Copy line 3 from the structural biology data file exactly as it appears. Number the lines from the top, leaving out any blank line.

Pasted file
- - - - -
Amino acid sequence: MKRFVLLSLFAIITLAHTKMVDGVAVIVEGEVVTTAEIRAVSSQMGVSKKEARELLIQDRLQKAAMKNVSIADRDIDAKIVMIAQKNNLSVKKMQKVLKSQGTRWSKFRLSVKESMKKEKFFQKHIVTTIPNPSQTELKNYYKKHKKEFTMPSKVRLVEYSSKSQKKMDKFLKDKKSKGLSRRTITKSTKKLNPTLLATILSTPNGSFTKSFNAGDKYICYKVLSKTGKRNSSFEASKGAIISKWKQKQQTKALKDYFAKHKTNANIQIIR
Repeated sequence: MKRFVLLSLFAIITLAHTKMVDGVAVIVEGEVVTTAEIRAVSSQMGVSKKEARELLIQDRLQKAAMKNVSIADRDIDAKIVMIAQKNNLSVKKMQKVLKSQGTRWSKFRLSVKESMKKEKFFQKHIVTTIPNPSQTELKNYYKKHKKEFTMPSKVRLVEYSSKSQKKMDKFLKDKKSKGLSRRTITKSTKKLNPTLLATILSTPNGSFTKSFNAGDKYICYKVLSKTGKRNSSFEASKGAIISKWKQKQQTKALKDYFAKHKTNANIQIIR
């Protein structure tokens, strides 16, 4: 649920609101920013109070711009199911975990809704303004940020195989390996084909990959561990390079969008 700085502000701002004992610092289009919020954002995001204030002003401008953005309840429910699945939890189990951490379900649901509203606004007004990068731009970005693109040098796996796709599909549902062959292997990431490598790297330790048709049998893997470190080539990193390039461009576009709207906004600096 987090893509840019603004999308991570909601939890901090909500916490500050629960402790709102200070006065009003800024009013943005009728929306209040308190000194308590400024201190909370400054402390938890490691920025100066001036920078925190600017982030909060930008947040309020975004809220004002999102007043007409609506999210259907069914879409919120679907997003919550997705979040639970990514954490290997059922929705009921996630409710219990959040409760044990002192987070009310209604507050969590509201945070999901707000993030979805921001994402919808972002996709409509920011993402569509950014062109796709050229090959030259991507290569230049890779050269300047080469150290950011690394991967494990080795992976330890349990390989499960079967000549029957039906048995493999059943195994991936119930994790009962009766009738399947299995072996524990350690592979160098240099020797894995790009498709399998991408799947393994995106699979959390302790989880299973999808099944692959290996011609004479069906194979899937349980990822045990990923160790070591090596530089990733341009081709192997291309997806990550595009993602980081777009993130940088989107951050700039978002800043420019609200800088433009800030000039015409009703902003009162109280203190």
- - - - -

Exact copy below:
């Protein structure tokens, strides 16, 4: 649920609101920013109070711009199911975990809704303004940020195989390996084909990959561990390079969008 700085502000701002004992610092289009919020954002995001204030002003401008953005309840429910699945939890189990951490379900649901509203606004007004990068731009970005693109040098796996796709599909549902062959292997990431490598790297330790048709049998893997470190080539990193390039461009576009709207906004600096 987090893509840019603004999308991570909601939890901090909500916490500050629960402790709102200070006065009003800024009013943005009728929306209040308190000194308590400024201190909370400054402390938890490691920025100066001036920078925190600017982030909060930008947040309020975004809220004002999102007043007409609506999210259907069914879409919120679907997003919550997705979040639970990514954490290997059922929705009921996630409710219990959040409760044990002192987070009310209604507050969590509201945070999901707000993030979805921001994402919808972002996709409509920011993402569509950014062109796709050229090959030259991507290569230049890779050269300047080469150290950011690394991967494990080795992976330890349990390989499960079967000549029957039906048995493999059943195994991936119930994790009962009766009738399947299995072996524990350690592979160098240099020797894995790009498709399998991408799947393994995106699979959390302790989880299973999808099944692959290996011609004479069906194979899937349980990822045990990923160790070591090596530089990733341009081709192997291309997806990550595009993602980081777009993130940088989107951050700039978002800043420019609200800088433009800030000039015409009703902003009162109280203190």